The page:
A matter of weeks after the news was full of reports of massive inequality in pay between the highest paid male and female ‘talent’, the BBC has announced a series of wide ranging pay reviews. These will include a report on the gender pay gap among staff, a separate audit covering other aspects of equal pay, and a review of pay and diversity among on-air stars.
Why does it matter?
The BBC is a globally recognised organisation. In short, if it can’t get its pay and diversity policies right, and put them into practice effectively, then it’s a fairly sorry state of affairs. Pay seems to be one of the toughest areas of gender discrimination to crack – and how demoralising to read that even the BBC rewards its male employees at every level better than its female employees. While paying women less than men is inherently unfair, and affects motivation and relationships at work, it has wider repercussions for society. For one thing, paying women less than men contributes to female poverty in later life, due to reduced pension contributions and savings. Make no mistake – equal pay matters.
What are the obligations on employers in respect of equal pay?
The Equality Act 2010 requires employers to remunerate men and women equally for equal work. This goes further than what might narrowly be defined as ‘pay’ – the weekly or monthly pay packet – and extends to equality in all other terms of the contract and the benefits package that accompanies the role an employee carries out. Non-discretionary bonuses, redundancy payments, company cars, fringe benefits – these are all covered by the ‘equality of terms’ provisions in the Equality Act 2010. The provisions apply to men and women – so in theory, a man who was being paid less than a woman in the same role (or, as we’ll see, a similar or equivalent role) could also bring a claim under the Equality Act. However, the reality is that the vast majority of equal pay claims are brought by women.
What if there is no direct comparator?
Not everyone can easily compare themselves to a man in an identical role. There is ongoing litigation involving the Asda supermarket in which mainly female shop floor workers argue that they should be paid the same as mainly male distribution centre workers. It’s not a case of one shop floor worker arguing that she is paid less than a male shop floor worker – and this is where equal pay claims can become tricky. The law allows for this by permitting a claimant to compare themselves with someone of the opposite sex who is doing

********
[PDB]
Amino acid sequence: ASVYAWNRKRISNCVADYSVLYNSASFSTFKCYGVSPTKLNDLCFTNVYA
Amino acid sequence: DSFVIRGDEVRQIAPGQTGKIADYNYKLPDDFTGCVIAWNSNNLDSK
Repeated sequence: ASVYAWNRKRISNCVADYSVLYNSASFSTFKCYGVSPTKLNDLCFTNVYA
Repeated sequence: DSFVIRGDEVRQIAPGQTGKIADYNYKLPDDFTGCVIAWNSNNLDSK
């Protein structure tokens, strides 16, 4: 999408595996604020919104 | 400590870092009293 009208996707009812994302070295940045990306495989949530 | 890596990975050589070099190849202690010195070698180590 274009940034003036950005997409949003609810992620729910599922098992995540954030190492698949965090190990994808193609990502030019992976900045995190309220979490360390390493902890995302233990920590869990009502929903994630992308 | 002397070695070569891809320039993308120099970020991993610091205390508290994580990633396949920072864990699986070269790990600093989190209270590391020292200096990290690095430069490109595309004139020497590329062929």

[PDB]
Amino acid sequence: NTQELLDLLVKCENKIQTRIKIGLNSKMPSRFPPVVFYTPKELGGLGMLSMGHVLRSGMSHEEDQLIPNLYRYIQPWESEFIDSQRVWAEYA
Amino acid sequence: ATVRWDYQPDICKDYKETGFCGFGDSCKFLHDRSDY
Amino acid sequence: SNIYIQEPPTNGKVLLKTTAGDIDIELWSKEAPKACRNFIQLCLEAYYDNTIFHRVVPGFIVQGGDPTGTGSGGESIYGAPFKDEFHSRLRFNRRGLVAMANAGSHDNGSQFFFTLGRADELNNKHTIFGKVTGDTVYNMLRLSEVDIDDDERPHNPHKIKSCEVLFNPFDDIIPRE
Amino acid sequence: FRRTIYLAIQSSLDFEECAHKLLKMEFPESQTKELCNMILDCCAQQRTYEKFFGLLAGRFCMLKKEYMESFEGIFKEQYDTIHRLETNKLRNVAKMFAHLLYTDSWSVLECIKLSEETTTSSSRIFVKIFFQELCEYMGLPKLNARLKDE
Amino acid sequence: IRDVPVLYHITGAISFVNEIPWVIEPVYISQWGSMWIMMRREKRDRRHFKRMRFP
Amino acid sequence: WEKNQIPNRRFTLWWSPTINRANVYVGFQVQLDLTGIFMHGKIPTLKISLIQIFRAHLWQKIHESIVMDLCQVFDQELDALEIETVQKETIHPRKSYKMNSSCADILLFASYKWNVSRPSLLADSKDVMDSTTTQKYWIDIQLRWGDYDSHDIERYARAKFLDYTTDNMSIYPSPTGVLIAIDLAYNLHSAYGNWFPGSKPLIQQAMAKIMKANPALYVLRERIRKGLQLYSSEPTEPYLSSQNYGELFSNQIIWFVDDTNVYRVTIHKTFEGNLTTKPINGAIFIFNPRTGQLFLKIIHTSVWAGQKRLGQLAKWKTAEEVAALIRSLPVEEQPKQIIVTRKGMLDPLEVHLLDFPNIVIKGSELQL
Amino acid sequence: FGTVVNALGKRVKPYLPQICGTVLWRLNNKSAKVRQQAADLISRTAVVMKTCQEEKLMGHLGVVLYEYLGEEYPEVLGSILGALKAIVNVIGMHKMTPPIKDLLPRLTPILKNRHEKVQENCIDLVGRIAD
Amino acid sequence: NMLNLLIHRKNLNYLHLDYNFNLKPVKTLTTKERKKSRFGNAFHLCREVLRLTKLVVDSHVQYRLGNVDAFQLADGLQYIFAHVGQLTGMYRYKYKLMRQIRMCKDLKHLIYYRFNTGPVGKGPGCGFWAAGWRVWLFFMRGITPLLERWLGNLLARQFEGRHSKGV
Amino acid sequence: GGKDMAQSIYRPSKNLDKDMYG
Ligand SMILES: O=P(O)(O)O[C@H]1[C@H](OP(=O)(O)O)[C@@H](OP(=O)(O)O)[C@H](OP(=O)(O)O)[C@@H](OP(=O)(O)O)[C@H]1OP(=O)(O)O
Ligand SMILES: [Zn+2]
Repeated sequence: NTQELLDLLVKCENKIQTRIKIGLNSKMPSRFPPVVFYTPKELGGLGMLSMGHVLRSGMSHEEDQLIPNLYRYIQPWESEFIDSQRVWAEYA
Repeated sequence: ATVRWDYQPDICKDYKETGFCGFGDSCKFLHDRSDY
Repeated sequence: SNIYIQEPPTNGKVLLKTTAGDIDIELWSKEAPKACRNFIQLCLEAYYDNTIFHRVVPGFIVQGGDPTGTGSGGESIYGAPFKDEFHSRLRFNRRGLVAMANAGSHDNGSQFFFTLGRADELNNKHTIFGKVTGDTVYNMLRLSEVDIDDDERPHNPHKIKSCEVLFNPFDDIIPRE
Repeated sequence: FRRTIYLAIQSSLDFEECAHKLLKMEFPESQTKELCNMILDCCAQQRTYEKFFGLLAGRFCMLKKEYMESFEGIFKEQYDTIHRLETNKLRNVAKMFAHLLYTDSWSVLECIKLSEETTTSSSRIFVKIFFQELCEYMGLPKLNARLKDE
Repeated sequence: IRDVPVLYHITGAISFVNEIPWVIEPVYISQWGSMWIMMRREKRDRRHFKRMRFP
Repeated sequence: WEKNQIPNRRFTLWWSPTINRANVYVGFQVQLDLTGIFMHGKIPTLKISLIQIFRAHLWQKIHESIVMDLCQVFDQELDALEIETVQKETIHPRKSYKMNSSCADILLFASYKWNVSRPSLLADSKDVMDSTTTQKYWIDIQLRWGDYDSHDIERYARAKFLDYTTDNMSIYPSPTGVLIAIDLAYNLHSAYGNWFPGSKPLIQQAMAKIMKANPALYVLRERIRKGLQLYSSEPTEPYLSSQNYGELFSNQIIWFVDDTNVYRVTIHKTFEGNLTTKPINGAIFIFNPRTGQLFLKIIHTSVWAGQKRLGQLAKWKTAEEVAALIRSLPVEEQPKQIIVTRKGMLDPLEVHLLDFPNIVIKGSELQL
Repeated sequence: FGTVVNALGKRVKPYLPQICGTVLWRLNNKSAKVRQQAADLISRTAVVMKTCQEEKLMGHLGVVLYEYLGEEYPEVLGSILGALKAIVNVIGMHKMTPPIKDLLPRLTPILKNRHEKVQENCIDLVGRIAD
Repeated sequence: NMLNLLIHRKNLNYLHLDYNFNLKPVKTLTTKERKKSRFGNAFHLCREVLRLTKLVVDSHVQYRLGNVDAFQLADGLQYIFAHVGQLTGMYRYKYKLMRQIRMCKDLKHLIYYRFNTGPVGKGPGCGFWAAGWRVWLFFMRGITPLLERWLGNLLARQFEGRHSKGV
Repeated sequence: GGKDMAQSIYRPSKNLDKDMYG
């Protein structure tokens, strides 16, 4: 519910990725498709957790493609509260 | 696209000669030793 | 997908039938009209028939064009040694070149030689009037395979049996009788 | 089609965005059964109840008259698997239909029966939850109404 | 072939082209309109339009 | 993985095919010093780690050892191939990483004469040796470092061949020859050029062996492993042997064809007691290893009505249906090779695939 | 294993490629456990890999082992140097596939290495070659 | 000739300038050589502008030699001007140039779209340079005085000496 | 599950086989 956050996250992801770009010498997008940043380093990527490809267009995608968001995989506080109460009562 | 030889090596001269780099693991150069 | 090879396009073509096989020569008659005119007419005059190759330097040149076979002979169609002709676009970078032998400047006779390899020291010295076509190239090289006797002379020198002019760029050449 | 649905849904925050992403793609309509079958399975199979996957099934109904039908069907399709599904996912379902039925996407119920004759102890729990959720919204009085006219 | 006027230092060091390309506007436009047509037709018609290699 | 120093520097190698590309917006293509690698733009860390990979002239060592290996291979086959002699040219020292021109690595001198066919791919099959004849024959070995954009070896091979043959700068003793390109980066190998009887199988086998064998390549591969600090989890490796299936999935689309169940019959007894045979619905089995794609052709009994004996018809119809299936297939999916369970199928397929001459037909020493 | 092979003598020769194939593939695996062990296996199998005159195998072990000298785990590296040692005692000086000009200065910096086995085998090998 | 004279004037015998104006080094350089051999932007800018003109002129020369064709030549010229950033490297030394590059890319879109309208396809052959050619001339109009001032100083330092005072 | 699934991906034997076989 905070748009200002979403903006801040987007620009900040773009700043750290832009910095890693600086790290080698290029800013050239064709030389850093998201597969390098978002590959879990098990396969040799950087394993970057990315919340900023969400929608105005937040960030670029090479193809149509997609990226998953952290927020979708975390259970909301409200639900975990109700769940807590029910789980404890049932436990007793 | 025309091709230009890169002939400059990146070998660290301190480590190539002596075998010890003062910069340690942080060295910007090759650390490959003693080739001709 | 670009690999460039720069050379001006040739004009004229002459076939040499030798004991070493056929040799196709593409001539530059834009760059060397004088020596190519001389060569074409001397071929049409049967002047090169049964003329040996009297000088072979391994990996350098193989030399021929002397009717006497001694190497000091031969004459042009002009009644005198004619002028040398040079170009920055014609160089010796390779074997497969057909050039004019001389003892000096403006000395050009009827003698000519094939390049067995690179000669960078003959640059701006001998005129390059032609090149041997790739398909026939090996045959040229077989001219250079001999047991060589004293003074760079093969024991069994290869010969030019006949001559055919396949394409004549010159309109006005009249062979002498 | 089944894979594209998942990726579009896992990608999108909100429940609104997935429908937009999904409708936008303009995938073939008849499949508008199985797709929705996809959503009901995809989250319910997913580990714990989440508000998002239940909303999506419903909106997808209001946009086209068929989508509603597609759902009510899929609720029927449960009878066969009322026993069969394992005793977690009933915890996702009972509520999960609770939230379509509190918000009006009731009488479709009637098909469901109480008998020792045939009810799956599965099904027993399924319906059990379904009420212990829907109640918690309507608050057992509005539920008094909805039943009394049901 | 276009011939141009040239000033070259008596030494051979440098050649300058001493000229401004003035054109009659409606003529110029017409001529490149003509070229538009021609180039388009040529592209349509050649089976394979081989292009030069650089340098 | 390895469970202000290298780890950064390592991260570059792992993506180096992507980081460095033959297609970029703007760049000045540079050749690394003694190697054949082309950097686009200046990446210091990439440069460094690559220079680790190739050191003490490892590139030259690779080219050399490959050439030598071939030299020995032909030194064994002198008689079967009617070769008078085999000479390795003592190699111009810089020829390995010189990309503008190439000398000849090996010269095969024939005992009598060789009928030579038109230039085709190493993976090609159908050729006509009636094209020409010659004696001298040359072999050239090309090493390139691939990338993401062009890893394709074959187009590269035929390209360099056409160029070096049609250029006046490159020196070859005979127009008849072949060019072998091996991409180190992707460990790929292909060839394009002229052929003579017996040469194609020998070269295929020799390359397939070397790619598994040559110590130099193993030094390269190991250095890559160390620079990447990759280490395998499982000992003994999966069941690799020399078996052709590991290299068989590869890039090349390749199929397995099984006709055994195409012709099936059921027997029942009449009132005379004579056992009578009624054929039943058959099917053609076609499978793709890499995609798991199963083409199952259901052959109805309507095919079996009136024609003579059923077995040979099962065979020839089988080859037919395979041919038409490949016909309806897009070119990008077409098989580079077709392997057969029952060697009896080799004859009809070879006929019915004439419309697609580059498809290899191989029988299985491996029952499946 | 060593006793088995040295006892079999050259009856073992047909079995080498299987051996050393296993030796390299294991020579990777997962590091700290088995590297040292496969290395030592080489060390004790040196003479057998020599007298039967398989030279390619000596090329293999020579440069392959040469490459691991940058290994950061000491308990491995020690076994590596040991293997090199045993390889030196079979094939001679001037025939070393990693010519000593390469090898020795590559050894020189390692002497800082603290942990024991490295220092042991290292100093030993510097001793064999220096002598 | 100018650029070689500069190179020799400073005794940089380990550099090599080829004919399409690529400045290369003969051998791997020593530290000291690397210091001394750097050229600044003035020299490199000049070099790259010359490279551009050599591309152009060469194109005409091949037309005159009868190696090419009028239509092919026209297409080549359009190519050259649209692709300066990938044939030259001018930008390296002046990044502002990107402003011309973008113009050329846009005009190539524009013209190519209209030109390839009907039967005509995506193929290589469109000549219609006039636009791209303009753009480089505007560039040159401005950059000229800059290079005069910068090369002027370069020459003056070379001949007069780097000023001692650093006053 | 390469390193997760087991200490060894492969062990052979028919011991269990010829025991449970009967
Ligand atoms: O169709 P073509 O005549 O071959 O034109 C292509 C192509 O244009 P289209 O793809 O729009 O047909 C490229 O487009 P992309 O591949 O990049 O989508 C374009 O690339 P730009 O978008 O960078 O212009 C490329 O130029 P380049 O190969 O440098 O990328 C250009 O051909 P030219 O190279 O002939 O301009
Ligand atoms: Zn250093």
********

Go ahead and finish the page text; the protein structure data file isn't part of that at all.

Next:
- Like work;
- Work rated as equivalent; or
- Work of equal value
Establishing a comparator group can be one of the toughest hurdles in an equal pay claim. In the context of the BBC’s gender pay issues, though, it is hard to see how they could say that one presenter is carrying out different work to another – programmes may vary – radio, TV, documentary, entertainment – but the job of a presenter, of being a personality, is fundamentally the same. It seems though, that it’s not just women at the front line of TV and radio presenting, the ‘talent’ that are experiencing inequality in their pay. The review and audit will look at pay across the organisation. It will also look into diversity – an important and often overlooked aspect that may have a contributory impact on the pay gap that exists in the organisation.
Will it make a difference?
If the action that the BBC is taking introduces more transparency and a real step change towards truly equal pay, that is to be applauded – but what if the organisation finds discrepancies and seeks to justify them, ignoring underlying and institutionally ingrained likely discrimination? The Equality Act 2010 allows an employer to maintain inequality in pay on the grounds that there is a ‘material factor’, unrelated to gender, which justifies doing so. The example the Equality and Human Rights Commission gives is that the man is better qualified than the woman and it is difficult to recruit people with his particular skills. In the context of the BBC’s ‘talent’, where we are talking about very different personalities, perhaps it is open to argue that Chris Evans deserves more pay than Claudia Winkleman based on their skills – but given that the top 6 highest earners at the BBC are all men, and with very different presentation biases – Mr Evans as we’ve mentioned, but also Gary Lineker, Graham Norton, Jeremy Vine, John Humphries and Huw Edwards, surely this argument won’t hold water.
Facing up to the reality of an entrenched gender pay gap is a difficult exercise for any organisation. The BBC is undoubtedly one of the most high-profile bodies to have recognised a problem, but all organisations should take this as a wake-up call to examine their own pay structures, and take action to address issues of pay inequality – for the health of the organisation and for society as a whole.